Their work was clandestine, taking place deep underground rainy Cardiff, and privately funded by an unknown benefactor… unknown to everyone except John. Jack had his suspicions, although he had never voiced them, not wanting to put his friend in the difficult position of having to refute or acknowledge his claim. But one man stood out in Jack's mind as having both the means and the desire to bankroll their efforts – Henry Parker, a self-made billionaire, now an elderly man, and known to have failing health. If his suspicion was correct, Jack assumed that Parker would have a front-row seat to experience the simulation for himself. Their technology, once proven, would allow someone like Henry Parker to once again experience the world as a young man in the prime of his life.
And now, finally, they were ready to begin trialling the system. John had insisted on hosting a celebration of their milestone at the St. David's Hotel. Everyone was in good spirits, buoyed with anticipation and excitement, yet tempered with a degree of trepidation. In time, their work could have a profound effect on the world, and the moral issues were not lost on Jack.
John was an idealist, relentlessly pursuing advancement, but Jack had always maintained a more pragmatic view. If their efforts were successful, eventually the technology would make its way out into the world, and inevitably fall into the hands of people with far less altruistic motives. He'd need to make sure there was someone to help John to keep an eye on the bigger picture after he was gone.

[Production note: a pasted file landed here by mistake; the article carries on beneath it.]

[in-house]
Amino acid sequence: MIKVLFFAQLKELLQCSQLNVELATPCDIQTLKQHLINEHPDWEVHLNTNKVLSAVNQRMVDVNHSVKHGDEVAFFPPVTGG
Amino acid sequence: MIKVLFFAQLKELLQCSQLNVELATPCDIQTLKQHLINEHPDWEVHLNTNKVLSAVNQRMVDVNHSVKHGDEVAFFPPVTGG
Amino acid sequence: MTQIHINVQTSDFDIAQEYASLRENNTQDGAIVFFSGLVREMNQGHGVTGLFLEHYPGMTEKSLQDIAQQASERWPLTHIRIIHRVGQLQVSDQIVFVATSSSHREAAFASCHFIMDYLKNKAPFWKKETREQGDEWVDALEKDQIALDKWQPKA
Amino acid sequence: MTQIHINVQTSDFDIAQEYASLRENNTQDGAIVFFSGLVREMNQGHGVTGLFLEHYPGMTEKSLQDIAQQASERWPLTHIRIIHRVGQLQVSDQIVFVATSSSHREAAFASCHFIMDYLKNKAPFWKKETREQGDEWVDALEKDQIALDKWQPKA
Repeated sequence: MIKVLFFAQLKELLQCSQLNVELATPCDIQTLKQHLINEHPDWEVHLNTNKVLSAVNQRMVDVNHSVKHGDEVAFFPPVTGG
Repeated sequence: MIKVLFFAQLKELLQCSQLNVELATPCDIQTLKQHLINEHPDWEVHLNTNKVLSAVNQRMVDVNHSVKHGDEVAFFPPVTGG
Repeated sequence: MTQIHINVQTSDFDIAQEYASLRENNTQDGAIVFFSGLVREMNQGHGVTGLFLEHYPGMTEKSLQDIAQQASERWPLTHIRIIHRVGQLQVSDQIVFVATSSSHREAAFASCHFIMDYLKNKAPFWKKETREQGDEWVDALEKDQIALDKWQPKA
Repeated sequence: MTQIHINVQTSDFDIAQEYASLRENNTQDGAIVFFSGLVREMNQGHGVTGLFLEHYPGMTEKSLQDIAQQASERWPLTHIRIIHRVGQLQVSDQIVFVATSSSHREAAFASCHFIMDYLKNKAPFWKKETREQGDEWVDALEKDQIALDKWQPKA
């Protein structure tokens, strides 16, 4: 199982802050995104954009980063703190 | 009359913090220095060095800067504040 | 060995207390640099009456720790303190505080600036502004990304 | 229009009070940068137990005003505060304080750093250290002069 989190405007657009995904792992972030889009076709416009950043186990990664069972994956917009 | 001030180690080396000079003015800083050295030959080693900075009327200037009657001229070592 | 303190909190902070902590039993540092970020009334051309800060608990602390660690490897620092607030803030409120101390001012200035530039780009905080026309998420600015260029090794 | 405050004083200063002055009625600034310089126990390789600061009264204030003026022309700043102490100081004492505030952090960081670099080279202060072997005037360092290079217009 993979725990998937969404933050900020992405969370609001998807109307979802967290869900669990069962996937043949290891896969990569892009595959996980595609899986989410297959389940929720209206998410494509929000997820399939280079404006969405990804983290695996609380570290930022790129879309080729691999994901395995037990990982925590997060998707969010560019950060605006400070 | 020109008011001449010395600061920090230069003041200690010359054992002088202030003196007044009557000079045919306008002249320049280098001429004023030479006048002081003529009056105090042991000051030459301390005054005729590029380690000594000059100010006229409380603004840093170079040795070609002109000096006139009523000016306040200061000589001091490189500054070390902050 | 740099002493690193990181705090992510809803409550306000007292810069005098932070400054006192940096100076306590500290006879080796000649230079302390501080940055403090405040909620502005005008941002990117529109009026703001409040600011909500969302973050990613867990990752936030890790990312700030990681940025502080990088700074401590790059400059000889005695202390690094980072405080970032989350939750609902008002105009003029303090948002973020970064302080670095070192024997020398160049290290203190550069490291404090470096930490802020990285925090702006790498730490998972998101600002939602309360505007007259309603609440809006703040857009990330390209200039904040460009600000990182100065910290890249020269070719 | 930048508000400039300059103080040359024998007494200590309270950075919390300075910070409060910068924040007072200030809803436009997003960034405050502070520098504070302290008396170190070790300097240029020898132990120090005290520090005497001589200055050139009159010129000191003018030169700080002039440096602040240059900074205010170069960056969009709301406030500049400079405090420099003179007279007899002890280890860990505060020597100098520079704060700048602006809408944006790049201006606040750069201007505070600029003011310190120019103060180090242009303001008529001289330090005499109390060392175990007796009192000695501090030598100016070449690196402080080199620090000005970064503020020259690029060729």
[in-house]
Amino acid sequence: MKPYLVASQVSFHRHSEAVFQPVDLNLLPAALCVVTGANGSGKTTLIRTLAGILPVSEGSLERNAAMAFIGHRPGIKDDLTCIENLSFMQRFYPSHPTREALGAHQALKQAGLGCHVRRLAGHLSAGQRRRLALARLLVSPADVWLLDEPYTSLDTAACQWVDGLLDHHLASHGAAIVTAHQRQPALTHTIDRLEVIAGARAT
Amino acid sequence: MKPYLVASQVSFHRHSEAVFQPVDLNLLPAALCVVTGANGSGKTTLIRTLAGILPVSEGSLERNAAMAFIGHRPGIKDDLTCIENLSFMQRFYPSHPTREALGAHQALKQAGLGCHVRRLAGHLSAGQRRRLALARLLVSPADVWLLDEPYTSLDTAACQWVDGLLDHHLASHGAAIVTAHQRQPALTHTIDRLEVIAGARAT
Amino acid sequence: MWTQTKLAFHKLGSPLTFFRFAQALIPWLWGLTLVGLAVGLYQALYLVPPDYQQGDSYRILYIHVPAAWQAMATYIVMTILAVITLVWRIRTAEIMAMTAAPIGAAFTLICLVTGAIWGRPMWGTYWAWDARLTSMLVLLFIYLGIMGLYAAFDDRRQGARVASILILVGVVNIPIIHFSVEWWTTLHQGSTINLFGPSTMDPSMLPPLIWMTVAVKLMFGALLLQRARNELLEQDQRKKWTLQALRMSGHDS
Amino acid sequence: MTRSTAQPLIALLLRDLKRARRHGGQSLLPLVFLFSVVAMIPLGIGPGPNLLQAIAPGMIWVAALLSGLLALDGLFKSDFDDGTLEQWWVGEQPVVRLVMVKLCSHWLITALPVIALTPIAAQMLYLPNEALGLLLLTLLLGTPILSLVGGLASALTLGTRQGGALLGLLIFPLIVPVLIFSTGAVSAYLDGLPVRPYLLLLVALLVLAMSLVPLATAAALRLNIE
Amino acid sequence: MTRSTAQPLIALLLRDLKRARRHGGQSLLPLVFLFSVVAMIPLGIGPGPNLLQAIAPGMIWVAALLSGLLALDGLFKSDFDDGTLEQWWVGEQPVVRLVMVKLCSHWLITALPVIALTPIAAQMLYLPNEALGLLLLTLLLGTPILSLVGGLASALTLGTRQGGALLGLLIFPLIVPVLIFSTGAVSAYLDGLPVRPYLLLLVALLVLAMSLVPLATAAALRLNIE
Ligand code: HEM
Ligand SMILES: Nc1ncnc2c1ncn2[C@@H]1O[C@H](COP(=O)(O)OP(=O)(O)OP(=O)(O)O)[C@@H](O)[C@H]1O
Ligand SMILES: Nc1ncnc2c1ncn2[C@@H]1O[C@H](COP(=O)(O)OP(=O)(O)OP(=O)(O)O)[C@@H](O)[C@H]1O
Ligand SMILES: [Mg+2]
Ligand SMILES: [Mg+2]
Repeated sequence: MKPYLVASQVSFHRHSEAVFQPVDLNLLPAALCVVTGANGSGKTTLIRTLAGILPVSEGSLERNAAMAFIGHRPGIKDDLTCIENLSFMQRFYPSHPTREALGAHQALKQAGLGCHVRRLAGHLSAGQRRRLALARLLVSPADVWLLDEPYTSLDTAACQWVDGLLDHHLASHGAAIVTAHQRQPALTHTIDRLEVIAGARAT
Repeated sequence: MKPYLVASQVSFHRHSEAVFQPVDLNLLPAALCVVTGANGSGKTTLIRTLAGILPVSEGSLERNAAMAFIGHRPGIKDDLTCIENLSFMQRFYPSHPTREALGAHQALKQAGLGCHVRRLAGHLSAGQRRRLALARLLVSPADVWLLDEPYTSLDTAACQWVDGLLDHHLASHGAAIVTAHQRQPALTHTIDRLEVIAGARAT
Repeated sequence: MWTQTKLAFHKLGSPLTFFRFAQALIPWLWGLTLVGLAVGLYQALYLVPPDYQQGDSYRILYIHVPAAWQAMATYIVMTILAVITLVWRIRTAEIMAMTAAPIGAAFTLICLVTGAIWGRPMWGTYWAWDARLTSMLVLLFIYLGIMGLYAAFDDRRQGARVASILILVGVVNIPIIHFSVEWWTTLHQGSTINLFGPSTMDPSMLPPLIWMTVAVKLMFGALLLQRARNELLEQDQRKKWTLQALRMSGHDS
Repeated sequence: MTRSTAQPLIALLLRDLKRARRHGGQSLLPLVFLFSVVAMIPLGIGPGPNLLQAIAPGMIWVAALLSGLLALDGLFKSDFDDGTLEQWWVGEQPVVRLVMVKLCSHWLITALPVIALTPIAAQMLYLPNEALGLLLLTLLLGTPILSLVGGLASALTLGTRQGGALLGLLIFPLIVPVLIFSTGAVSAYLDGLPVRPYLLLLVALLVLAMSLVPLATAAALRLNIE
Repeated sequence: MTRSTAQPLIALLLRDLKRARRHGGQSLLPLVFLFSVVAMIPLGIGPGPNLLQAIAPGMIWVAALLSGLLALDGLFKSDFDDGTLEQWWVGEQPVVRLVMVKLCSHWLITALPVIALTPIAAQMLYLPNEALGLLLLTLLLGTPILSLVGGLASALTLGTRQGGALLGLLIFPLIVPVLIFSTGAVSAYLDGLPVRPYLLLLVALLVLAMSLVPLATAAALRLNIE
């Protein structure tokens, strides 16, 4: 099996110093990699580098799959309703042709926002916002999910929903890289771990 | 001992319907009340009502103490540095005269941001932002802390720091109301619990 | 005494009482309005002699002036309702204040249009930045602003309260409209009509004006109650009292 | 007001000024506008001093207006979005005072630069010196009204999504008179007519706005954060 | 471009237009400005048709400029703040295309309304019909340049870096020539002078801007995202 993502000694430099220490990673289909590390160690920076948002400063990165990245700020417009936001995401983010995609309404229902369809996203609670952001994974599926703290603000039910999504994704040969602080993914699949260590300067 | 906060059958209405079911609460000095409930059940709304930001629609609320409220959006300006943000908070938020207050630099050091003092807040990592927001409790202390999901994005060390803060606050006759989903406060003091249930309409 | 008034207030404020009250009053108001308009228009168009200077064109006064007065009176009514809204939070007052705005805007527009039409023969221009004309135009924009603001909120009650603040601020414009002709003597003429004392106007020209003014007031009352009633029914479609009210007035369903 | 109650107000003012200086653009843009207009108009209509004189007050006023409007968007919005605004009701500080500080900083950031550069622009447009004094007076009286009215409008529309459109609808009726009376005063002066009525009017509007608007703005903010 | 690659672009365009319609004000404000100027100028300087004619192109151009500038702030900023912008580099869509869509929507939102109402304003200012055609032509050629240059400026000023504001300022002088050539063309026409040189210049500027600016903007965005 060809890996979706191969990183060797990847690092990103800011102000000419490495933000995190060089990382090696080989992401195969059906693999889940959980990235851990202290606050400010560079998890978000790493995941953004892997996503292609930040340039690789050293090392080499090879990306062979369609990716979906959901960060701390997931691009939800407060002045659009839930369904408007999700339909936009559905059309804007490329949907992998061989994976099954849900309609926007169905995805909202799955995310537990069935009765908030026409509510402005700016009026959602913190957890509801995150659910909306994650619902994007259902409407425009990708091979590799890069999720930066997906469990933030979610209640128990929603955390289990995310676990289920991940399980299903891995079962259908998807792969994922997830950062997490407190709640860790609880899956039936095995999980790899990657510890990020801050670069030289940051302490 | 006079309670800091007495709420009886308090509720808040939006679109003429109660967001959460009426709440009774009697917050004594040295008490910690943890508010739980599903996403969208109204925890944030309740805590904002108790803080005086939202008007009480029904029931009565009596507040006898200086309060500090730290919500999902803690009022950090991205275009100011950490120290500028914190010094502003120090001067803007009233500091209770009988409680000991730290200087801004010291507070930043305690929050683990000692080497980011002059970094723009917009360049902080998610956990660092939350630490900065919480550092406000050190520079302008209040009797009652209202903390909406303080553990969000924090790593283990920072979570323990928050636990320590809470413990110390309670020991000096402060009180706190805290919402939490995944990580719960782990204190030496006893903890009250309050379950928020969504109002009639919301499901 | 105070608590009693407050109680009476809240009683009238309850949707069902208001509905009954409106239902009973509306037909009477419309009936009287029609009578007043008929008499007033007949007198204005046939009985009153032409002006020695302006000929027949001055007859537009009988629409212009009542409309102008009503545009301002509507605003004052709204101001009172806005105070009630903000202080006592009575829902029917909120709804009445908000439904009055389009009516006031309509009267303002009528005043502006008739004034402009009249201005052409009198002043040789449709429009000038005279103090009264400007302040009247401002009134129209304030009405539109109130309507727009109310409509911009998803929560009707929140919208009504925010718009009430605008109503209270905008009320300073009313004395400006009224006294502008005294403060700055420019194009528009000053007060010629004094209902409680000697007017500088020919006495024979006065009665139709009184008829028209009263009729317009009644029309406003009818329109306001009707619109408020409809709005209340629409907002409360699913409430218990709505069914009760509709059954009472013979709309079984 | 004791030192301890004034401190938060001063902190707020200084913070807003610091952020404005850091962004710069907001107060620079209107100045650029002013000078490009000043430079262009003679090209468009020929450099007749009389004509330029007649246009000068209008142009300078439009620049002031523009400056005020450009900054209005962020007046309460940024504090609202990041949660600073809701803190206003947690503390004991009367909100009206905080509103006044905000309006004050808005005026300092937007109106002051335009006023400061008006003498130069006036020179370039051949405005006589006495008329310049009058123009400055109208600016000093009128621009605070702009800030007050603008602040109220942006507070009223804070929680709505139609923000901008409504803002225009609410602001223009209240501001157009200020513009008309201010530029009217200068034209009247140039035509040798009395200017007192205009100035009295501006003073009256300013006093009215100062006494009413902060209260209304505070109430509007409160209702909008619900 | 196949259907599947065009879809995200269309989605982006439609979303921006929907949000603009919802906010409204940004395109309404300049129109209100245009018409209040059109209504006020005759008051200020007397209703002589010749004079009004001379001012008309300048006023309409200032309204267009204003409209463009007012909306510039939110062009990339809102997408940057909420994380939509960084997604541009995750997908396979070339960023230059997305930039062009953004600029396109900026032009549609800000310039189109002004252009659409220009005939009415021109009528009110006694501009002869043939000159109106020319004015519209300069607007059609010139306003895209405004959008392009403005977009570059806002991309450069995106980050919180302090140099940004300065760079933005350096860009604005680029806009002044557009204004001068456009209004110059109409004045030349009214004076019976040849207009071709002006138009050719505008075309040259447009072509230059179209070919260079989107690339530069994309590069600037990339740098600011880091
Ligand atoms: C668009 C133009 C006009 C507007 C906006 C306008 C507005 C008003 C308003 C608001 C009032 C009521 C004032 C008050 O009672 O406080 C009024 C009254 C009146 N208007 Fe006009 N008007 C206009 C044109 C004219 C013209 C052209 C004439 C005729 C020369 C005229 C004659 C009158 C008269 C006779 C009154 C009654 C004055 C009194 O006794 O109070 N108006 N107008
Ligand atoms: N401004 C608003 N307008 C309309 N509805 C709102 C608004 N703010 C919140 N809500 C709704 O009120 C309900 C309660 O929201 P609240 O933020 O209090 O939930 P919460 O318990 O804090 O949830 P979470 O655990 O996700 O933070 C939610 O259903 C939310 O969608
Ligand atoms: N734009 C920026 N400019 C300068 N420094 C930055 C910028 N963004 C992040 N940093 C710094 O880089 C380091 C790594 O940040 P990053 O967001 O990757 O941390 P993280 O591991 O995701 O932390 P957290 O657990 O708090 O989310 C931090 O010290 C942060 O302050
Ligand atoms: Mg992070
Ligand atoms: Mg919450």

"I want to be the first test subject," Jack said suddenly as he took another swig from his glass.
John turned to look at him, his eyes going wide. He shook his head. "No, Jack. Absolutely not. It's too dangerous."
"I've got nothing to lose," Jack argued. "If my brain gets fried…" He shrugged. "Well, it can't be any worse than the alternative. And someone has to be the first to use it." He paused and downed the rest of his drink. "Besides, Owen's confident, and we've done as much testing as we can without performing a live cortical transfer."
John looked like he was about to protest further, but Jack pushed on. "I'm doing this, Doc. If something goes wrong, you'll be able to fix it and make it safer for the next person."
Jack felt like he wanted to squirm under John's piercing, soul-searching stare, but he resolutely held the other man's gaze. He was confident that John would concede to his infallible logic. He didn't want to waste the time he had left. This was something he needed to do.
"All right, Jack," John allowed, giving him a reluctant nod. "If you're sure this is what you want to do, I won't stop you."
Jack smiled grimly. "It is. Thanks, Doc."
They both stood and moved over to join their companions. John quickly launched into an enthusiastic discussion with Toshiko while Jack looked on fondly.
It was the last time that Jack would ever see John Smith alive.